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Winter Storm Athena: Why We Named It
Tom Niziol for weather.com
Nov 7, 2012, 0:31 PM EST

The Winter Storm Team has named the current nor’easter Winter Storm Athena based on the following potential impacts:


Impacts: Up to six inches of snowfall combined with winds gusting over 35 mph at times across portions of Eastern Pennsylvania and interior New Jersey, which is still undergoing extensive recovery efforts from Sandy. There is the outside chance of snowfall totals approaching the 10-inch range if precipitation changes over to snowfall earlier. The combination of snow, sleet and freezing rain is expected for Interior New England Wednesday evening and overnight. The main reason for naming the storm is due to additional post-Sandy impacts.

Location: Extreme eastern Pennsylvania including the Philadelphia Metro Area, New Jersey, southeastern New York and interior New England. New York City and Boston will only see a mix of rain and wet snow at this point.

Time Frame: Wednesday afternoon through Thursday mid-morning.

Other Information: Once again, I want to reiterate that without Sandy, we may not have named this storm. However, one of our main reasons for naming events is societal impact. With so many people still under recovery efforts -- even well inland -- the combination of heavy, wet snow and wind prompted the decision to name this storm. The decision to name was based on a trend in models toward a colder pattern with additional snowfall along the Northeast Coast.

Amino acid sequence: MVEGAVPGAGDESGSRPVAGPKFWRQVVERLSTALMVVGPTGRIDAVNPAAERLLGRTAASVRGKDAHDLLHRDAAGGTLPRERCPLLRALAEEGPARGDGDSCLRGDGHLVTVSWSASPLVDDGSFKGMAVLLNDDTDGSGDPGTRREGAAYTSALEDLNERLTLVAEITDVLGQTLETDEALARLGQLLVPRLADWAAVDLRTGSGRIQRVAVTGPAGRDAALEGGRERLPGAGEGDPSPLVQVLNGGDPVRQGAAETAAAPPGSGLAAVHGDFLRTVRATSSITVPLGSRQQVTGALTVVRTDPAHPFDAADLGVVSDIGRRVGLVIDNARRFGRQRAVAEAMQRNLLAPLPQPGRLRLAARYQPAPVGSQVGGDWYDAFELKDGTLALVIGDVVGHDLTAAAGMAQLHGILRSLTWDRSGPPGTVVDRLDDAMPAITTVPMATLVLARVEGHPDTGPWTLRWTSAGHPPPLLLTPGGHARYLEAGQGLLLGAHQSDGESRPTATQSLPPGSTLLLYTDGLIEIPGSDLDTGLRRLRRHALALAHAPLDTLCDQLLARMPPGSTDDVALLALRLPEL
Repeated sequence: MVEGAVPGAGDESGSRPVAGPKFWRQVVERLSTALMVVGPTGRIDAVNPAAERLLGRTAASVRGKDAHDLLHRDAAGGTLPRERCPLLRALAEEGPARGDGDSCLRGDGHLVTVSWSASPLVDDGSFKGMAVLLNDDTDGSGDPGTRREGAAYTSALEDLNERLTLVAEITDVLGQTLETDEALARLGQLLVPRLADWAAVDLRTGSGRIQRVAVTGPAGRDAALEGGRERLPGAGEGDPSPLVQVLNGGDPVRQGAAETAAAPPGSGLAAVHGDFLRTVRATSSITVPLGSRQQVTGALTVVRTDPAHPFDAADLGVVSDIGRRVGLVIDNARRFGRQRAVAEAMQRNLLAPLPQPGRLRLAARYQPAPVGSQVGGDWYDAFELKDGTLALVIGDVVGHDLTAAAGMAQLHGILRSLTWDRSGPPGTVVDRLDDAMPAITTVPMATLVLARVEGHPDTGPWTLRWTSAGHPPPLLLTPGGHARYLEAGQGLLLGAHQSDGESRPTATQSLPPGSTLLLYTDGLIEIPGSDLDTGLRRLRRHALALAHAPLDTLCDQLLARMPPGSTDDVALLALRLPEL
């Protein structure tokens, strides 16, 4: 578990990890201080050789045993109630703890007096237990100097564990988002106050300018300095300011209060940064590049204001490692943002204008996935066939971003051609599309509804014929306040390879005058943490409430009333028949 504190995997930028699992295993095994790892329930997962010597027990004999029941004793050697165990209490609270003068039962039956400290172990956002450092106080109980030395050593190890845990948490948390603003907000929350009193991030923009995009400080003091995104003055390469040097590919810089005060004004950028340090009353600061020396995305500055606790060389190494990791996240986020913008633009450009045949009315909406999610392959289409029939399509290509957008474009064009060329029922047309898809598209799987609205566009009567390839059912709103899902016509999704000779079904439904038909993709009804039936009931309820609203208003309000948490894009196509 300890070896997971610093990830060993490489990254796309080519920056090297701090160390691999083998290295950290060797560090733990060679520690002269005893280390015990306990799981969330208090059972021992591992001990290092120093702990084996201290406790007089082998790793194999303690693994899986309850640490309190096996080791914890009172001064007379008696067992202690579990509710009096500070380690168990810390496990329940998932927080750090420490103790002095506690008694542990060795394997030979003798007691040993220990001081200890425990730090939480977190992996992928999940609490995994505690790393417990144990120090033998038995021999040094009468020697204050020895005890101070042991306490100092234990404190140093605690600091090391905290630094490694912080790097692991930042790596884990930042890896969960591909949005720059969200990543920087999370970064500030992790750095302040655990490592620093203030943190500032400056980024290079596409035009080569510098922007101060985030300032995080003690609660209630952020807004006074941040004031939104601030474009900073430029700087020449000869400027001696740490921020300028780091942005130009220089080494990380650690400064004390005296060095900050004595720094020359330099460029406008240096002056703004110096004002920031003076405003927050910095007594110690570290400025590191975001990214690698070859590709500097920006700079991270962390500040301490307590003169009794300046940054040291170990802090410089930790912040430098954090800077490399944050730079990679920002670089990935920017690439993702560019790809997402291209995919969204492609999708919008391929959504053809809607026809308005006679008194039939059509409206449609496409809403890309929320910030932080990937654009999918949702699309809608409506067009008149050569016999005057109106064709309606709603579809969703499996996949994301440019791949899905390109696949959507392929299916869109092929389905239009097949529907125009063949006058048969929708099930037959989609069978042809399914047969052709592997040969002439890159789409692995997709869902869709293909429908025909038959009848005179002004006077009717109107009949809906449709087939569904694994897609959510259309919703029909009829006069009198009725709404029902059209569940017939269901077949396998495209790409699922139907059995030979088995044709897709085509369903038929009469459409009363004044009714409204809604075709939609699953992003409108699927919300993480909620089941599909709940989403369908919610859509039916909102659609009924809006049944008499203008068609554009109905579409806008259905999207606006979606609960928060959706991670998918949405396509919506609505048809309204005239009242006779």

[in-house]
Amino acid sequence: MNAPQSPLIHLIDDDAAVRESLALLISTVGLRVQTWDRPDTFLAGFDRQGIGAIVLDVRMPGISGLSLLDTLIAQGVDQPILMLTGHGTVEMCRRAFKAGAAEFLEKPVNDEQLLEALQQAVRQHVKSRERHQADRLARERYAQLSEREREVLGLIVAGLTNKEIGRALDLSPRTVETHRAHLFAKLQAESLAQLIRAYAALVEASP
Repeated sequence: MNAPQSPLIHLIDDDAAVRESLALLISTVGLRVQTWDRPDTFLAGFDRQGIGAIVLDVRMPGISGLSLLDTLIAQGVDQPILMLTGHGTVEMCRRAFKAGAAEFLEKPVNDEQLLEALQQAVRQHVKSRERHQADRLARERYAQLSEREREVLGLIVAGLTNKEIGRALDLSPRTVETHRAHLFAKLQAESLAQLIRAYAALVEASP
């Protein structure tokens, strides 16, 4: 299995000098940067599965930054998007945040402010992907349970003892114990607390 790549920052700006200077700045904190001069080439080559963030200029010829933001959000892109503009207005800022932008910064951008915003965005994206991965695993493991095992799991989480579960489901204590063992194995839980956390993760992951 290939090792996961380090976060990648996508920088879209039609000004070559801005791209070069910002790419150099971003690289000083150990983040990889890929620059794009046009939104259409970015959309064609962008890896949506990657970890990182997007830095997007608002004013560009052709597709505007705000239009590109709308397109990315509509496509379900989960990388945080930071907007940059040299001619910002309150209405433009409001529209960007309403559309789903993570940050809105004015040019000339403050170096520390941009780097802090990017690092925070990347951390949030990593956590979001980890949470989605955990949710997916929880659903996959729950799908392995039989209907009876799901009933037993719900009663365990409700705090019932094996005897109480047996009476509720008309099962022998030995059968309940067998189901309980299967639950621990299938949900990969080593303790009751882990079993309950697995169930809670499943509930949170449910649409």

Winter Storm Athena? National Weather Service tells its forecasters not to use The Weather Channel's name for storm
By Rob Manker, Chicago Tribune reporter
2:15 p.m. CST, November 7, 2012

The weather people are fighting again.


After The Weather Channel last week declined to ascribe the name "Athena" to the winter weather activity associated with Hurricane Sandy, TWC today announced that it is officially launching its winter-storm naming plan with the nor'easter hitting much of the same region that bore Sandy's brunt.

Thus far, TWC appears to be the only outlet referring to the nor'easter as "Winter Storm Athena," the first in a string of monikers the channel announced last month that it would assign to winter storms that meet its criteria for naming: an event that involves snow and ice and/or extreme temperatures or wind; that significantly affects travel; and that the network thinks people need to know about.

But shortly after The Weather Channel trotted out the Athena name this morning, the National Weather Service office in Bohemia, N.Y., circulated an internal direction to staff not to use that term.

"TWC has named the nor'easter Athena," said the memo, which a weather service spokeswoman confirmed. "The NWS does not use name winter storms in our products. Please refrain from using the term Athena in any of our products."

That position is in line with a public statement the National Weather Service issued at the time The Weather Channel first announced the naming plan, a statement the weather service sent again today.

"The National Weather Service has no opinion about private weather enterprise products and services," the statement said. "A winter storm's impact can vary from one location to another, and storms can weaken and redevelop, making it difficult to define where one ends and another begins. While the National Weather Service does not name winter storms, we do rate major winter storms after the fact."

The nor'easter prompted the evacuation of nursing homes and low-lying areas in New York and New Jersey today, and led to the cancellation of hundreds of flights as it dropped snow on the storm-ravaged Northeast. More than 600,000 businesses and residences were still without power due to Sandy, the superstorm that killed at least 120 people in the U.S. and Canada.

rmanker@tribune.com
Twitter: @RobManker
Copyright © 2012, Chicago Tribune

You can check out the names of the proposed storm names here at weather.com Everything boils down to that there will be a Winter Storm Gandolf, so it gets notable points for geek factor.

Source: Chicago Tribune
Source: The Weather Channel
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